Imperfect Hospitality: A Month of Practicing What I Preach

I wrote a few weeks ago about how my mother’s mismatched plates help her teach me a lesson about not having to be perfect to be hospitable. Over the last month I have been given the opportunity to practice what I preached by being really imperfect but incredibly blessed by enjoying thirty-two of our wonderful family and friends as they stopped by, stayed the night, or stayed the week at our home. All of them (so far) have survived the expierence even with all of the imperfections. 

Here’s some of the things I have learned during these weeks.

1. Patio furniture can easily double for dining room furniture when necessary.

2. A massage chair is instant entertainment for most children and can keep them occupied for hours.

3. Dogs are also very entertaining but will wear out before the children do. Petting the cat with an iPhone is also very fun.

4. Water, flour, milk, and eggs can make most of both breakfast and dinner when there are fourteen people to feed.

5. It’s a good idea to clear the children from the area when your washing machine starts leaking again and your husband is fixing it.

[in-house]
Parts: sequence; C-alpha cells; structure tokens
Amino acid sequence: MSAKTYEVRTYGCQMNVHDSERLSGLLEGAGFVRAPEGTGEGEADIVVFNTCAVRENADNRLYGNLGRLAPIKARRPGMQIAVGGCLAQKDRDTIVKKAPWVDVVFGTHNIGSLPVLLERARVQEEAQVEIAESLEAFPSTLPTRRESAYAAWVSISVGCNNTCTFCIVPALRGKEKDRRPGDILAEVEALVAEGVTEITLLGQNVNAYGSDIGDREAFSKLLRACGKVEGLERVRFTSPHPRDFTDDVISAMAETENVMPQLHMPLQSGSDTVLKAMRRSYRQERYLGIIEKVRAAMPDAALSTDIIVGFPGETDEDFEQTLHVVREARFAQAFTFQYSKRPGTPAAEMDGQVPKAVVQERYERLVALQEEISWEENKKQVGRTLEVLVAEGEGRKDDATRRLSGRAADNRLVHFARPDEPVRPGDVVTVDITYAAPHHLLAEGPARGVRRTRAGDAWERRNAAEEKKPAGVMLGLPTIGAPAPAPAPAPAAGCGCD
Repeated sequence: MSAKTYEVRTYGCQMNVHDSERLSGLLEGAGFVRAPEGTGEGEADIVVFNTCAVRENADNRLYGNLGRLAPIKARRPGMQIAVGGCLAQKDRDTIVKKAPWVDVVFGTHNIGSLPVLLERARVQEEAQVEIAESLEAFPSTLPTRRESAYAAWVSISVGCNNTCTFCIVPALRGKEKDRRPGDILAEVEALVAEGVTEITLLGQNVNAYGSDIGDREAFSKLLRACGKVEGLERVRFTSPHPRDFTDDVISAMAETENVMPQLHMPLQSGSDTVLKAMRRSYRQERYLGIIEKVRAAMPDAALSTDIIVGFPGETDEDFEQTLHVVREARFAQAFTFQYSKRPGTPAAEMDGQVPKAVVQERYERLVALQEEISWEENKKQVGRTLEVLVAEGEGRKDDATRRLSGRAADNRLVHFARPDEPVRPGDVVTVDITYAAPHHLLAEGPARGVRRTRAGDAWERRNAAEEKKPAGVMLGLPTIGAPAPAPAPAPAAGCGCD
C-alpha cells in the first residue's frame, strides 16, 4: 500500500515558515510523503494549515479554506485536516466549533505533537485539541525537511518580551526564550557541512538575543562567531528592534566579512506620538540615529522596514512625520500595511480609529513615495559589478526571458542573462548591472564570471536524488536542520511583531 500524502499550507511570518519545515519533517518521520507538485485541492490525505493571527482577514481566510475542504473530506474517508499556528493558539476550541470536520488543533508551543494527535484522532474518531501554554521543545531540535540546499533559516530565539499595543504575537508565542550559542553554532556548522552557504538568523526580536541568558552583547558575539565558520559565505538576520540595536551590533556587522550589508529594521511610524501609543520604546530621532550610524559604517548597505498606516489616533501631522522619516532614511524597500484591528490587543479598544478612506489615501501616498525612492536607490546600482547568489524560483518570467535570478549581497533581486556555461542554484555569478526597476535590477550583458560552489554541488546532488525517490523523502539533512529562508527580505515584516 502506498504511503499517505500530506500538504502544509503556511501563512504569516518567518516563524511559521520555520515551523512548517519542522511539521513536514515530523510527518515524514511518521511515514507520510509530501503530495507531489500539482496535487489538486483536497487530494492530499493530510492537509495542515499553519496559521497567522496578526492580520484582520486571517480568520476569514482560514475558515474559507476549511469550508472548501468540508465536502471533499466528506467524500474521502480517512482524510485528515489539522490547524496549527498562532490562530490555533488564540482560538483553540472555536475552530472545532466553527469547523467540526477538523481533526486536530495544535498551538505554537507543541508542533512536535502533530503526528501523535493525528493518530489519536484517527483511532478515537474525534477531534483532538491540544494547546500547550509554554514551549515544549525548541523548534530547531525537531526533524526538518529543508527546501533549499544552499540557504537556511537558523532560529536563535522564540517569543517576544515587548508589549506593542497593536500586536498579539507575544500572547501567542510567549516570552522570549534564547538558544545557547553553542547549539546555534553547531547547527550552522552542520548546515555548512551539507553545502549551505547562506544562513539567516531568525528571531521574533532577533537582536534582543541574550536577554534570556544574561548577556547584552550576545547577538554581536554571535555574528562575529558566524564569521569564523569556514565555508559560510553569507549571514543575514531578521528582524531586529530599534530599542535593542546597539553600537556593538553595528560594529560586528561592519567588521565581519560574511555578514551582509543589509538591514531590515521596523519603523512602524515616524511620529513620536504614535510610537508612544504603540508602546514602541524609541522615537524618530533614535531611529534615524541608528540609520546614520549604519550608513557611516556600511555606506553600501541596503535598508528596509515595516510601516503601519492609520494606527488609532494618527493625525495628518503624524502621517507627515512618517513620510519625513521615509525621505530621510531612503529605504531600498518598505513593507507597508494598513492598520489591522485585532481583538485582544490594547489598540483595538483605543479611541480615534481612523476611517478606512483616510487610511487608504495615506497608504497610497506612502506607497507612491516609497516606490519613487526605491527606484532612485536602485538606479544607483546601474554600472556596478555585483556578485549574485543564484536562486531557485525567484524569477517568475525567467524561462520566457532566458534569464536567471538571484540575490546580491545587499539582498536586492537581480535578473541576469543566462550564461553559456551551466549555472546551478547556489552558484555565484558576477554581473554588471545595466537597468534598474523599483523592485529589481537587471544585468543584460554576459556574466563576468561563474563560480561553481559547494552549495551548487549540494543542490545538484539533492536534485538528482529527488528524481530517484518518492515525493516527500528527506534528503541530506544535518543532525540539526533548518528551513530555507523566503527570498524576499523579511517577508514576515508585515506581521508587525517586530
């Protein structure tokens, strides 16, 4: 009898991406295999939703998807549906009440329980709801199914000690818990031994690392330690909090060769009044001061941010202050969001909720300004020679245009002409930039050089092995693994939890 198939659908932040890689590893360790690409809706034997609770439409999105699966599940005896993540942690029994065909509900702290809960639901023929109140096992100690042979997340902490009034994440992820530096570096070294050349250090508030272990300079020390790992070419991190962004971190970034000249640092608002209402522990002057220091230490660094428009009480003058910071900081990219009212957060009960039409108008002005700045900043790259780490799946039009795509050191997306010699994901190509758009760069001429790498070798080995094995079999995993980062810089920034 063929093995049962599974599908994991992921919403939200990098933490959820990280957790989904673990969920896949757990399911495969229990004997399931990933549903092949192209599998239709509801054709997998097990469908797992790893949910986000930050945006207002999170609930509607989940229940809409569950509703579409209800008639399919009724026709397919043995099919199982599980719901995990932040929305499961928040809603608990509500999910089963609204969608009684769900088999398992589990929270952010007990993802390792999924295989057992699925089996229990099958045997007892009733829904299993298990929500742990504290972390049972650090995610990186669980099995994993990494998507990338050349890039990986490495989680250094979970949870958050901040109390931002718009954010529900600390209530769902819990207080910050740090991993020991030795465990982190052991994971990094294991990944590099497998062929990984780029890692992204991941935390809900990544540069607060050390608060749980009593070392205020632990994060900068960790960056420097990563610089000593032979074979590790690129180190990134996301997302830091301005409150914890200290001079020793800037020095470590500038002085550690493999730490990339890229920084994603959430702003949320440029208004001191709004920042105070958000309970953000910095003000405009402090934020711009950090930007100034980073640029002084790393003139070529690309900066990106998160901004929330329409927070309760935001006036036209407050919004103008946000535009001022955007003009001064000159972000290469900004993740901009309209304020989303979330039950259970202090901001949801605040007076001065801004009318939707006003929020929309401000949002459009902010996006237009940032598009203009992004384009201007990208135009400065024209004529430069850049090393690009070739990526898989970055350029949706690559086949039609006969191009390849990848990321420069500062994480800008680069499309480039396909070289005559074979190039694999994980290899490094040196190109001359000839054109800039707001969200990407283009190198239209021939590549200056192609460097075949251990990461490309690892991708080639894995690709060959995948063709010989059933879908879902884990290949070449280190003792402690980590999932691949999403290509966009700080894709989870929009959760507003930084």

6. Patrick will always over-estimate how much people can eat.

7. Luckily, leftovers can be easily turned into lunch for the next day.

8. Do not bury the box of legos in the back of a closet under 15 blankets, five picture frames, six jackets, twelve dolls, and a plethora of tangled chords if you want to get to it without an 8-year-old commenting “hmm… that seems to be a problem”.

9. The TV has seen much less use and the dining table much more use in the last month because people are much more interesting than TV.

10. There is nothing quite as joyous as a house full of people, laughing, talking, eating and enjoying each other’s company.


2 thoughts on “Imperfect Hospitality: A Month of Practicing What I Preach

  1. Wish we could have been some that stayed longer than 10.2 minutes. Love how you’ve rearranged the house. Hugs and love to all.

  2. I love your comment about the tv getting less use than the dining room table. I think that’s the way it should be. Especially in our eat-on-the-go or eat-and-watch-tv society. I’ve been trying to make a conscious effort to make meals a sit-at-the-table-and-enjoy-each others-company kind of event for the past year. Guess having a kid makes you rethink your priorities.

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